If you’ve got a handful of sweet smelling herbs — think lavender — laying around and ready to be used, why not use them for your own homemade honey lotion? Warm honey over a saucepan until it gets to a liquid consistency. Pour honey over herbs and cap tightly; the ratio you want to use is 1 tablespoon of herbs per 8 ounces of honey. Let sit for a week and then mix 1 teaspoon of liquid into an 8 ounce bottle of unscented lotion.
3. Eat it with goat cheese
In need of a classy hors d’oeuvre but lacking in the time department? Try this: put a round of goat cheese in a ramekin, sprinkle honey and chopped walnuts on top and place in oven at 350F until honey and cheese are both soft. Serve with baguette or crackers and you’ll be the life of the party.
4. Prepare for the end of the world
You never know what’s going to happen, so stock it. Now.
5. Drink it
We all know a drop of honey in tea is good for a sore throat, but you can add it to most drinks for an extra energy boost. And simply because it’s a whole lot better than tossing in a few Sweet ‘N Lows.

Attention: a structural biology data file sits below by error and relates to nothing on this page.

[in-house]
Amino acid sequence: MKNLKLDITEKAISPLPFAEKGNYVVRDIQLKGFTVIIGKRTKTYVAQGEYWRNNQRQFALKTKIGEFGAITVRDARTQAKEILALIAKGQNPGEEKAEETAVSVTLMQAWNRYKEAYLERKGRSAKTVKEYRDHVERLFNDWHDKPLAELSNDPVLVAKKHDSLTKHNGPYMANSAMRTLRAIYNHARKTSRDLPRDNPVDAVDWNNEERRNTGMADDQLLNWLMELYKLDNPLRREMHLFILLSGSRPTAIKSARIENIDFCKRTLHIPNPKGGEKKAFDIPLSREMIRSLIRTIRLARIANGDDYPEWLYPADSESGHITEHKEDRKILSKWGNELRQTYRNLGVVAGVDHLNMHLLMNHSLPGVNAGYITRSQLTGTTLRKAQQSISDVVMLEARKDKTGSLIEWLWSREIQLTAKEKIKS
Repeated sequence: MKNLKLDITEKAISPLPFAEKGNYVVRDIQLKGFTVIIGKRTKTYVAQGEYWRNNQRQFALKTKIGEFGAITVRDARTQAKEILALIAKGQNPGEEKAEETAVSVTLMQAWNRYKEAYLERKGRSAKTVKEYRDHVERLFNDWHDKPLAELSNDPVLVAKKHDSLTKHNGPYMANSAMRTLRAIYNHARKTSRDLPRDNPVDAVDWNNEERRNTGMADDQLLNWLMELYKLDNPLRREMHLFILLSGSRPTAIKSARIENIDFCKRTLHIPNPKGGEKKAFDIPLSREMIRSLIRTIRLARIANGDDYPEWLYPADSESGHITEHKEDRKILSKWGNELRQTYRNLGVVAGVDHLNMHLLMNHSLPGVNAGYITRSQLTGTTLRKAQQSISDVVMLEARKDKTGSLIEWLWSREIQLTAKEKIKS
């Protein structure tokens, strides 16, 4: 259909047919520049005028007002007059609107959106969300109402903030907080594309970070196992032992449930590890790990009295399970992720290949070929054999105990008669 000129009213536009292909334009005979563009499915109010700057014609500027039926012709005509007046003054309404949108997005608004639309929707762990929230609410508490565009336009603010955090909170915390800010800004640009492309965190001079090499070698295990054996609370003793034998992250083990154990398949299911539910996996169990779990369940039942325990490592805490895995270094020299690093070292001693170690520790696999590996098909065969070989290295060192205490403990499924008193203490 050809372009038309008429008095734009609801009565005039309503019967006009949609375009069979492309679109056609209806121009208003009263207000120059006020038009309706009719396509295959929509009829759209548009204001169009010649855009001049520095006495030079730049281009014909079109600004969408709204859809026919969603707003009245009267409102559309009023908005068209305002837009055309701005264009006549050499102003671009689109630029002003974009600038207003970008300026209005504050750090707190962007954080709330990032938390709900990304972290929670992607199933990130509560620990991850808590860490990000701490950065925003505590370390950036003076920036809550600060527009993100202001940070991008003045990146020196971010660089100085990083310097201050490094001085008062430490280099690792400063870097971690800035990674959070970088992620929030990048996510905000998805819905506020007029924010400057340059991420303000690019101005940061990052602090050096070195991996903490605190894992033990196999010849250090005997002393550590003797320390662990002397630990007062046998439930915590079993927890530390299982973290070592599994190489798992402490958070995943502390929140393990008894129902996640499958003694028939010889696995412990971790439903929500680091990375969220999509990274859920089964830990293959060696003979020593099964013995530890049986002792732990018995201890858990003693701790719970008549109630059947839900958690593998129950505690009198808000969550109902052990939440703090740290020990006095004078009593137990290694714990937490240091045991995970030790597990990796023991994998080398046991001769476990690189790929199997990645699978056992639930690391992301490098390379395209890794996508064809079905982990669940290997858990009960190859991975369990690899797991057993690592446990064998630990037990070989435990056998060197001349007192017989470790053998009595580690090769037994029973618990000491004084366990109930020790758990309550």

6. Make a salad
One of my favorite and easiest fruit salads uses just a touch of honey to enhance the sugars in the fruit, and it’s a perfect late summer dessert.
- 1 cantaloupe, chopped
- 3 nectarines, chopped
- 4 tablespoons chopped basil
- 2 tablespoons honey
Mix together and enjoy!
7. Give yourself a facial
Honey is a natural humectant with antimicrobial properties, which means your skin will be happy when you give it some sweet honey love. Try a basic honey wash by mixing a dollop of honey and two tablespoons of warm water and massaging the mixture into your skin. Or you can go all out and try the Cucumber Honey Facial.
8. Go the extra mile
Forget energy bars and shots, just pop a tablespoon of honey before your next workout. Seriously, it has been proven to boost athletic performance.